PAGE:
Bridging the gap: DRR lays tracks for Kui Buri railway safety and progress

Picture courtesy of Department of Rural Roads .

The Department of Rural Roads (DRR) has completed two rail crossing bridges in the Kui Buri district, as part of safety measures to prevent road accidents. The bridges, located between the fourth intersection of Highway No 1003 and Baan Pho Riang, are expected to support the Transport Ministry’s future double-track railway projects.

This initiative comes in response to the State Railway of Thailand’s (SRT) new safety measures, which necessitate either a crossing bridge or tunnel at any crossing point with a traffic moment quantity of 100,000 and over.

The DRR decided to build the bridges in response to reports of chronic accidents in the area, dedicating 288.7 million baht (US$7,860,000) of the budget for fiscal 2021-2022.

The longer of the two bridges, measuring 1,246 metres in length, features a U-turn point beneath it and is divided into two parts.

The first part is a bridge running 310 metres in length and 10 metres in width, while the second part is a concrete road spanning 7 metres in width. The second bridge is 449.95 metres long and 8 metres wide and includes a single crosswalk bridge, reported Bangkok Post.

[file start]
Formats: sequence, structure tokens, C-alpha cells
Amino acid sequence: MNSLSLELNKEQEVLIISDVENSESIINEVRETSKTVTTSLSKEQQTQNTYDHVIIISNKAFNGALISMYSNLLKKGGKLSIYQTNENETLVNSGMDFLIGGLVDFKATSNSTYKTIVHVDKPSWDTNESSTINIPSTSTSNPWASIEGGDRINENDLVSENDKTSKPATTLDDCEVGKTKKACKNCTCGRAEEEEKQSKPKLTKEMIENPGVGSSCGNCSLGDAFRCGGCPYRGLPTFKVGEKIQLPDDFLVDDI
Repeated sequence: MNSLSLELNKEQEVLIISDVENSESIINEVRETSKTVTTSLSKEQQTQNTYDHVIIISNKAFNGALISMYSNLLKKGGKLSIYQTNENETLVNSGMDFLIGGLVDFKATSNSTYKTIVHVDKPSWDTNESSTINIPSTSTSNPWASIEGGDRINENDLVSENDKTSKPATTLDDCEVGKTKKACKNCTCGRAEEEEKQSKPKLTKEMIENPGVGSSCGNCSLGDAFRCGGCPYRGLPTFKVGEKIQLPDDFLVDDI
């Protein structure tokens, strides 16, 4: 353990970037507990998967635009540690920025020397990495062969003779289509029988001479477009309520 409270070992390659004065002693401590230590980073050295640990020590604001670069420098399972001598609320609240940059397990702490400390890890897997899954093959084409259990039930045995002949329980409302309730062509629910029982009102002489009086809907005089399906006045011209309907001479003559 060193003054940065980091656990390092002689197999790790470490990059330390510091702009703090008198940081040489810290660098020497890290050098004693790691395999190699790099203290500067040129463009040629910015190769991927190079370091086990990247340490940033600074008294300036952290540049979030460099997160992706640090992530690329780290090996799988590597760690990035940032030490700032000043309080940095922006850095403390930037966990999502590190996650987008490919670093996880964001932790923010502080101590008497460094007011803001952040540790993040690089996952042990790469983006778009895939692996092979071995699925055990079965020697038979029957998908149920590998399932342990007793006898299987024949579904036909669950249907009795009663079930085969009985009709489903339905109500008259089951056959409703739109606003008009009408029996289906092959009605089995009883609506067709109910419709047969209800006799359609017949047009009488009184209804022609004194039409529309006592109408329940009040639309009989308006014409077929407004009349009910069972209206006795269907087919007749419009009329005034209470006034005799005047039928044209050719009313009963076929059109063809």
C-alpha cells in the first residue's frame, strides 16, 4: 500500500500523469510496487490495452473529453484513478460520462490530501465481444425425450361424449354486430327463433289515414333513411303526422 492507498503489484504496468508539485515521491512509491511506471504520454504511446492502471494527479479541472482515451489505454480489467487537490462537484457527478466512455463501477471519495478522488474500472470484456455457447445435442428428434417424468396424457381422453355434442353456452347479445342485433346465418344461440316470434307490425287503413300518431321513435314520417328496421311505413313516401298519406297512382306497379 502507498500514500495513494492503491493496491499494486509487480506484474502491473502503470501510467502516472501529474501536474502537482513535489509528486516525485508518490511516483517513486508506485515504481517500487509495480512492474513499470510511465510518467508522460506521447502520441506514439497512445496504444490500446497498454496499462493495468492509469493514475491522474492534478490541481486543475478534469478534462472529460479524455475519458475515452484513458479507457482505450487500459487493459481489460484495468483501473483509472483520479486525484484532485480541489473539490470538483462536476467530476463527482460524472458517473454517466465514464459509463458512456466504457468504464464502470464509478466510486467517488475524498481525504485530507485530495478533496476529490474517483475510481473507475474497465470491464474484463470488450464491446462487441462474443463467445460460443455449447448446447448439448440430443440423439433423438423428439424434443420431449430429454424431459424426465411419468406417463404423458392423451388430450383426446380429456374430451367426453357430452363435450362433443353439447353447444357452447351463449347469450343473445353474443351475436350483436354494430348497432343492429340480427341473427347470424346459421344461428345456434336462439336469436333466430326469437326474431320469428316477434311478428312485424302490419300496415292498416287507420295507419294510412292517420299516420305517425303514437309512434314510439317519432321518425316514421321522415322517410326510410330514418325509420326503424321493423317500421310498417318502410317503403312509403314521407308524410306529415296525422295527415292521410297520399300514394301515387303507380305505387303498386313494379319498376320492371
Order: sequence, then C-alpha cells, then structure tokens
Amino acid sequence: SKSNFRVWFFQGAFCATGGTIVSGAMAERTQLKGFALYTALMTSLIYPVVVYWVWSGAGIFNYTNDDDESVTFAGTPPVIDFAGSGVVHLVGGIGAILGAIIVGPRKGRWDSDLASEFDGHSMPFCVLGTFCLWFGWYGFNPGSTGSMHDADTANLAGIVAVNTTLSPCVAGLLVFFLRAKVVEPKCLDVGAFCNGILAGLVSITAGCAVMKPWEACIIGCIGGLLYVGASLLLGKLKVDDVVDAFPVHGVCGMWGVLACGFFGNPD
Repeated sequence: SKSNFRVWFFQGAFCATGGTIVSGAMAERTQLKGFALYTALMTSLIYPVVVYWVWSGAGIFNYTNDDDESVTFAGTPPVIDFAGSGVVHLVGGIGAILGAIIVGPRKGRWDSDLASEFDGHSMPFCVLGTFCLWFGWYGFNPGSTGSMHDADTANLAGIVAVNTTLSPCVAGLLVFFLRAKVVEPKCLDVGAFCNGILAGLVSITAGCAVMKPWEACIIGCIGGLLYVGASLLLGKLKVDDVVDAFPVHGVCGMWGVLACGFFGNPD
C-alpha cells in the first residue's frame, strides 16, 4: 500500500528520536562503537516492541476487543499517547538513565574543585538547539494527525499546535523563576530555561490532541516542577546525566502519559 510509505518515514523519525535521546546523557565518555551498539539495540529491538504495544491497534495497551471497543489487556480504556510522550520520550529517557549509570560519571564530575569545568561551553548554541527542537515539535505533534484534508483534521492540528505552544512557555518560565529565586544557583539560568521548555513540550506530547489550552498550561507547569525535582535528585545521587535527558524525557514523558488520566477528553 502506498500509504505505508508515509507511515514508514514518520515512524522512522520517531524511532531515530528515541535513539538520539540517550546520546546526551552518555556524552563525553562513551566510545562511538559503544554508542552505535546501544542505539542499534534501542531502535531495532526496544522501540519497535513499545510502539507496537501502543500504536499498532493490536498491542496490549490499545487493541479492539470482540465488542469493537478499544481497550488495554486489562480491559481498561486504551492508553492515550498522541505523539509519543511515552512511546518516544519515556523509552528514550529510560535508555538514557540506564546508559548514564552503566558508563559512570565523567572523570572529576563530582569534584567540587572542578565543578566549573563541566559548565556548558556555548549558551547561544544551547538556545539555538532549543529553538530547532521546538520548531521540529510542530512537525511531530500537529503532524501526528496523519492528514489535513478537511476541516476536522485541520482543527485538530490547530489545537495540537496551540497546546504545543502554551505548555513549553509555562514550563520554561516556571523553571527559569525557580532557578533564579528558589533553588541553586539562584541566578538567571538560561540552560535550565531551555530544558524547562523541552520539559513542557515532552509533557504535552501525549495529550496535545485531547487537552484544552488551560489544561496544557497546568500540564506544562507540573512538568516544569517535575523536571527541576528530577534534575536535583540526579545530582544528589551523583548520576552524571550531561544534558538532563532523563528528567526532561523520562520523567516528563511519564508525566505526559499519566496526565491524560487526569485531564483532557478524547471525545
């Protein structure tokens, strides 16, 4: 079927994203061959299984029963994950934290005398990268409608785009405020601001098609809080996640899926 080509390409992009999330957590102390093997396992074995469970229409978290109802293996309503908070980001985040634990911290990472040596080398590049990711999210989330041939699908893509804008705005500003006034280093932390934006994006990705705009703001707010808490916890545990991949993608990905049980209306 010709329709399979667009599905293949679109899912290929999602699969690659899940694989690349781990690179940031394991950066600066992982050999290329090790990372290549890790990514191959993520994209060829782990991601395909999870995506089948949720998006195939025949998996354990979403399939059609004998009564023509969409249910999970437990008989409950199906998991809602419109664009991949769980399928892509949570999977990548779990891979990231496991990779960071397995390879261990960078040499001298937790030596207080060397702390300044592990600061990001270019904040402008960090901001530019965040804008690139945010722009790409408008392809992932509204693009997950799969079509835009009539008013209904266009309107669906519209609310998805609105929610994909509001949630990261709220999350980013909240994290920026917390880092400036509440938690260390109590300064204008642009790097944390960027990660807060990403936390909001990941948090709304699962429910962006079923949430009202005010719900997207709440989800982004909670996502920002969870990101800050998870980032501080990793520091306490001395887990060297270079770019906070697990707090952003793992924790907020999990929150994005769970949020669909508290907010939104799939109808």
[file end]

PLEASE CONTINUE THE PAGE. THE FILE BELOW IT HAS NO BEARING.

This project is one of 153 railway crossings that fall under the DRR’s responsibility.

The rail crossing project, which aims to reduce the rate of road accidents involving cars and trains, was approved due to increasing safety concerns in the area.

Of the 153 railway crossings that fall under DRR’s responsibility, 42 were interchange crossings, 10 have not been completed, and the remaining 111 are land-level crossings, all equipped with the necessary partitions and lightboxes.

The DRR is hopeful that these safety measures will contribute to the overall security of the area and support the Transport Ministry’s double-track railway developments.

Last year, two upcoming bridge projects in South Thailand had a budget approved for them. Thailand’s transport minister announced yesterday that the Thai Cabinet has given the green light on the plans, which will cost about 6.6 billion baht. To read more click HERE.

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Mitch Connor

Mitch is a Bangkok resident, having relocated from Southern California, via Florida in 2022. He studied journalism before dropping out of college to teach English in South America. After returning to the US, he spent 4 years working for various online publishers before moving to Thailand.